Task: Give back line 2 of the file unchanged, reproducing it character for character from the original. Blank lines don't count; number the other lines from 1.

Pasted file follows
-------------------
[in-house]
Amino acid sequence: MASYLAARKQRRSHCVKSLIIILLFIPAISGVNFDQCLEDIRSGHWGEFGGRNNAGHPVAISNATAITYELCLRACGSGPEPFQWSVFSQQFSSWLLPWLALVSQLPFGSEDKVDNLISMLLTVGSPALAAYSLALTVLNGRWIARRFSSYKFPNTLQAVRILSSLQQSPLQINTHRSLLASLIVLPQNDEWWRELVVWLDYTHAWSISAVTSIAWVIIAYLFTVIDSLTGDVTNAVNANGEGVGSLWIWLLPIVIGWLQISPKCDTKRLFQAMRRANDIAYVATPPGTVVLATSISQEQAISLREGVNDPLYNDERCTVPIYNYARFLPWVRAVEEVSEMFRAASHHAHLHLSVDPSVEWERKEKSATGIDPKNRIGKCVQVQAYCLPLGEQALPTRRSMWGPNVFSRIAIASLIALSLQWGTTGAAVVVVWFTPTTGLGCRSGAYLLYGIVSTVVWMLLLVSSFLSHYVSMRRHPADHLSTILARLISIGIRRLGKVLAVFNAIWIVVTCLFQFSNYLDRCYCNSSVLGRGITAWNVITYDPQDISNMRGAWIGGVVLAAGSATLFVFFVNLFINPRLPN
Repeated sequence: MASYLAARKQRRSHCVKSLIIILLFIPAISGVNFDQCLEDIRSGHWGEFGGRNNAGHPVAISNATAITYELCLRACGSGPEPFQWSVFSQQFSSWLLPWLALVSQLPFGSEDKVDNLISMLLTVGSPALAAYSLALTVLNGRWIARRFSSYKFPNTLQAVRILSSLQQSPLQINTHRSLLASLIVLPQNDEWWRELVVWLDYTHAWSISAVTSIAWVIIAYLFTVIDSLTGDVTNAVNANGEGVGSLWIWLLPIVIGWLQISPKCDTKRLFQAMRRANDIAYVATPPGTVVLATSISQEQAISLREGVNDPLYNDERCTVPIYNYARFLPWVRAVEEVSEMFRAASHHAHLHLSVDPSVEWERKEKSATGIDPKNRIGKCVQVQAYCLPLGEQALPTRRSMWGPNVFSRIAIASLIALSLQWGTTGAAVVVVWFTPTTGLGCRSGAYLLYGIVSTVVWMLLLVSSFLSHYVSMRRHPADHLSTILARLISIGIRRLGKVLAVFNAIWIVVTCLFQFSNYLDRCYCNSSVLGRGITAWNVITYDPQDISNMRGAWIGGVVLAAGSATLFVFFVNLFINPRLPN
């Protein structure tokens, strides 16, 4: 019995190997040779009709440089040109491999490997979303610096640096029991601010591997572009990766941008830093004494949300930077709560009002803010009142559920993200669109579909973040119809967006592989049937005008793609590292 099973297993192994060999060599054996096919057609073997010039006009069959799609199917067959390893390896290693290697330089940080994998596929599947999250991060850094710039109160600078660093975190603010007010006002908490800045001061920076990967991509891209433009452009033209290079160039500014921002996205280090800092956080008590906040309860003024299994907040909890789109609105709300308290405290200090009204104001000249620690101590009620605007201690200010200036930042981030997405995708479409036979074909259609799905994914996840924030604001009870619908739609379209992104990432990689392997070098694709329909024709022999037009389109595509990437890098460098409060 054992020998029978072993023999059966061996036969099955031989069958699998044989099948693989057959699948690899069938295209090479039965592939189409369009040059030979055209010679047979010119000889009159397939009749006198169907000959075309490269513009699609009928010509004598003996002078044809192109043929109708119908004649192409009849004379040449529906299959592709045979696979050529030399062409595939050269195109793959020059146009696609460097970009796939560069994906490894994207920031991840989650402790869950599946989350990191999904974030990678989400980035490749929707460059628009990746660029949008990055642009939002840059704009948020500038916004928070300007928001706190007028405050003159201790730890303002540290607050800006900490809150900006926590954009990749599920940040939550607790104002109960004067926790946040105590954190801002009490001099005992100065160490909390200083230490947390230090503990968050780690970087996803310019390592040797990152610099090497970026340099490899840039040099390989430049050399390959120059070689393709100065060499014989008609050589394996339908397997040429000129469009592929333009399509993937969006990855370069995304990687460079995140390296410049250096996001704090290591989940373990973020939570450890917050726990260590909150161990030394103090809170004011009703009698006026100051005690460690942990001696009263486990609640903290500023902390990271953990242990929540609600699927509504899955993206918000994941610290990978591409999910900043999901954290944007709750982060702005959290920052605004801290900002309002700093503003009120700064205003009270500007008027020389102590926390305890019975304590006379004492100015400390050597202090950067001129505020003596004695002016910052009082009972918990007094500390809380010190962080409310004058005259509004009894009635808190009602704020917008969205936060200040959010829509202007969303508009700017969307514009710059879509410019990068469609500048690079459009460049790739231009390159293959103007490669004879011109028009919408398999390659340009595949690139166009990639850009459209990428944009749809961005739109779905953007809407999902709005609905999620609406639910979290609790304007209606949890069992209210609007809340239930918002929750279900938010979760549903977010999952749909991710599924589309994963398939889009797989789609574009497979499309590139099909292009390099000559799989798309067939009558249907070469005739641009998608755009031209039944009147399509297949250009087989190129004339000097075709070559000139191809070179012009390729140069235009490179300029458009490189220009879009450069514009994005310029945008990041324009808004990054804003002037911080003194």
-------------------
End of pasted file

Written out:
Amino acid sequence: MASYLAARKQRRSHCVKSLIIILLFIPAISGVNFDQCLEDIRSGHWGEFGGRNNAGHPVAISNATAITYELCLRACGSGPEPFQWSVFSQQFSSWLLPWLALVSQLPFGSEDKVDNLISMLLTVGSPALAAYSLALTVLNGRWIARRFSSYKFPNTLQAVRILSSLQQSPLQINTHRSLLASLIVLPQNDEWWRELVVWLDYTHAWSISAVTSIAWVIIAYLFTVIDSLTGDVTNAVNANGEGVGSLWIWLLPIVIGWLQISPKCDTKRLFQAMRRANDIAYVATPPGTVVLATSISQEQAISLREGVNDPLYNDERCTVPIYNYARFLPWVRAVEEVSEMFRAASHHAHLHLSVDPSVEWERKEKSATGIDPKNRIGKCVQVQAYCLPLGEQALPTRRSMWGPNVFSRIAIASLIALSLQWGTTGAAVVVVWFTPTTGLGCRSGAYLLYGIVSTVVWMLLLVSSFLSHYVSMRRHPADHLSTILARLISIGIRRLGKVLAVFNAIWIVVTCLFQFSNYLDRCYCNSSVLGRGITAWNVITYDPQDISNMRGAWIGGVVLAAGSATLFVFFVNLFINPRLPN